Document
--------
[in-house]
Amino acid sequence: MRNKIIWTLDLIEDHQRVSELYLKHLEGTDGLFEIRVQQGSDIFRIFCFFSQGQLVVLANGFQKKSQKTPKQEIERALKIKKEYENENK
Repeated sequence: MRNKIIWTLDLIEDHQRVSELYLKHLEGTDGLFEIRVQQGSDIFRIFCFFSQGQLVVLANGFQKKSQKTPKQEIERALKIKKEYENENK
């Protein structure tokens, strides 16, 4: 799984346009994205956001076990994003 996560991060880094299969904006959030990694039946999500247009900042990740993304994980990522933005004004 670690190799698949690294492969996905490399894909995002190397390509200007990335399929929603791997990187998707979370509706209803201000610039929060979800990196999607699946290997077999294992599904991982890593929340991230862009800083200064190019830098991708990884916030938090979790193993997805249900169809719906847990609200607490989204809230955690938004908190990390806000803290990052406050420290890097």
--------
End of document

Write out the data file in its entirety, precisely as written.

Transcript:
[in-house]
Amino acid sequence: MRNKIIWTLDLIEDHQRVSELYLKHLEGTDGLFEIRVQQGSDIFRIFCFFSQGQLVVLANGFQKKSQKTPKQEIERALKIKKEYENENK
Repeated sequence: MRNKIIWTLDLIEDHQRVSELYLKHLEGTDGLFEIRVQQGSDIFRIFCFFSQGQLVVLANGFQKKSQKTPKQEIERALKIKKEYENENK
């Protein structure tokens, strides 16, 4: 799984346009994205956001076990994003 996560991060880094299969904006959030990694039946999500247009900042990740993304994980990522933005004004 670690190799698949690294492969996905490399894909995002190397390509200007990335399929929603791997990187998707979370509706209803201000610039929060979800990196999607699946290997077999294992599904991982890593929340991230862009800083200064190019830098991708990884916030938090979790193993997805249900169809719906847990609200607490989204809230955690938004908190990390806000803290990052406050420290890097």